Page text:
I haven't spent much time on mothering.com lately, but when I have something that's really bothering me I always find good information here. I am hoping someone can help guide me in helping my 5 year old daughter, or will tell me I don't need to worry!
My daughter has started exhibition some behaviors that have worried me enough to call her pediatrician. When I talked to the nurse there over the phone he said it sounded like Separation Anxiety, which really surprised me because I've never had a problem dropping her off at preschool, a friends house, or any classes. The nurse said I should come in and talk to her pediatrician and she would probably need a psych evaluation. I ended up cancelling that appointment. I am not sure why. I guess I am afraid of her having to go talk to someone and making this some big deal in her mind.
The first thing that she started doing that worried me was saving candy wrappers and tags from clothing. She did that for awhile and then she stopped it, for the most part. I never made a big deal about it. I gave her a treasure box to put those things into. Then a couple months ago she started a new behavior that seems to be related. She refused to wear her hair back for swim lessons for fear of losing the hair band. She had a completely meltdown when she accidentally wore one in the pool one time. I've tried giving her just cheap plain rubber bands, one of my hair bands, asking her to wear one for one dunk in the water and then take it out. She has refused it all. Just me asking her to try results in tears and her proclaiming she will never learn to swim if she has to wear her hair back. She is also afraid of things flying away. If she takes her shoes off at the park I have to hold them, even if there is no wind. At the parade last night a clown tried to make her a balloon animal, but she refused it because she didn't want something that would pop. Her brother accidentally flushed a cloth wipe down the toilet and you would have thought he flushed a cat down by the way she screamed. I could go on and on. She would rather not enjoy having something that would bring other children happiness because the idea of losing it is too traumatizing to her. I've had other parents say that this is most likely just a phase and I wonder if I am just making a bigger deal out of it than it is. I just hate to see her so upset.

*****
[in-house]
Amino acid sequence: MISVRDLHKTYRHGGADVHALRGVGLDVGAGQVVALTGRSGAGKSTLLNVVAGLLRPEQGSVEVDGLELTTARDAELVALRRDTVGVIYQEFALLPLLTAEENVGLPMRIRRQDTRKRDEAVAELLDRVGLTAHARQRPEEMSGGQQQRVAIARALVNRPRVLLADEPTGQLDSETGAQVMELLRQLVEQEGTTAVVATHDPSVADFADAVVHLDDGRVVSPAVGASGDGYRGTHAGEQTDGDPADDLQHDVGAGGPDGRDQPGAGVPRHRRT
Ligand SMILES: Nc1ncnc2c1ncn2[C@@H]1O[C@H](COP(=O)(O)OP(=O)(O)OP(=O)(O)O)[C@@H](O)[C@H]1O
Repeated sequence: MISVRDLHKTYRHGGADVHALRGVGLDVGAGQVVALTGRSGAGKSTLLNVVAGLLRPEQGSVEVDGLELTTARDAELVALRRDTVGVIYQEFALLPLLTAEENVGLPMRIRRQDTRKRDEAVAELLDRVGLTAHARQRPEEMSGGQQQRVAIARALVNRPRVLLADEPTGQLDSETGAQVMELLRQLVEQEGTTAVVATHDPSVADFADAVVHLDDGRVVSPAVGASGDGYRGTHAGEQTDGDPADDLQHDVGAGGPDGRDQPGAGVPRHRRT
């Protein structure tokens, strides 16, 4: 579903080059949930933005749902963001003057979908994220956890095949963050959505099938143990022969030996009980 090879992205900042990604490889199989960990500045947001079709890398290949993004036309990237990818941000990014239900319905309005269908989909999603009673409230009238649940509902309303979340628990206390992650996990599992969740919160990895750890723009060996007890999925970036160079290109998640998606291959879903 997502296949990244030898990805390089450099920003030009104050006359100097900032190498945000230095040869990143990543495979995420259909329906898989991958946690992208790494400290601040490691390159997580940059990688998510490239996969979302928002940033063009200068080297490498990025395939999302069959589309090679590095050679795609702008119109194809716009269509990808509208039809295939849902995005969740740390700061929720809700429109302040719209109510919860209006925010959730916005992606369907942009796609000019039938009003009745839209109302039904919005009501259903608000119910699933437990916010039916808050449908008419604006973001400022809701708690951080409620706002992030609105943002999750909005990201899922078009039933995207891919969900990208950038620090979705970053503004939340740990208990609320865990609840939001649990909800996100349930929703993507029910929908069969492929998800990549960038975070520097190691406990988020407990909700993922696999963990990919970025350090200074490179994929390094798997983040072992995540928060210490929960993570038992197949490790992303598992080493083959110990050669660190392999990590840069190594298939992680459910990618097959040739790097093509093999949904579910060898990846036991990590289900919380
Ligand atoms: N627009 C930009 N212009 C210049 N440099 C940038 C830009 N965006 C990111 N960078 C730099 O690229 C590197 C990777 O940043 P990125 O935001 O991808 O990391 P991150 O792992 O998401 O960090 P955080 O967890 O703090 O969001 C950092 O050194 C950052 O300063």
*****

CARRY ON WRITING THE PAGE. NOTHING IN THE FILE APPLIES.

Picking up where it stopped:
I guess my question is, does this sound like a normal phase for a 5 year old, or should I go ahead and pursue having her evaluated? Thanks for any input!
Not sure if it is normal but what you are describing sounds a bit like my 6y.o. DS lately, where everything is a big deal. Losing things are also a biggie for him lately. He refuses to bring toys to any playdates for fear of losing them. And when we do, oh boy, he HAS to find every single one. Even the ones he doesn't really care for.
I'm not sure if I am reading him correctly but I think for DS, he is just really learning to explore what he can and cannot control. Now is the time where they realize that they feel they can control everything and when they are unable to, it is hard for them to handle so they tend to go to an extreme.
But, like I said, I'm not sure. Hoping somone would chime in too.
The behavior in and of itself is normal. Doesn't mean the intensity your daughter is experiencing is normal, but the fear of losing something in the way you've described is normal.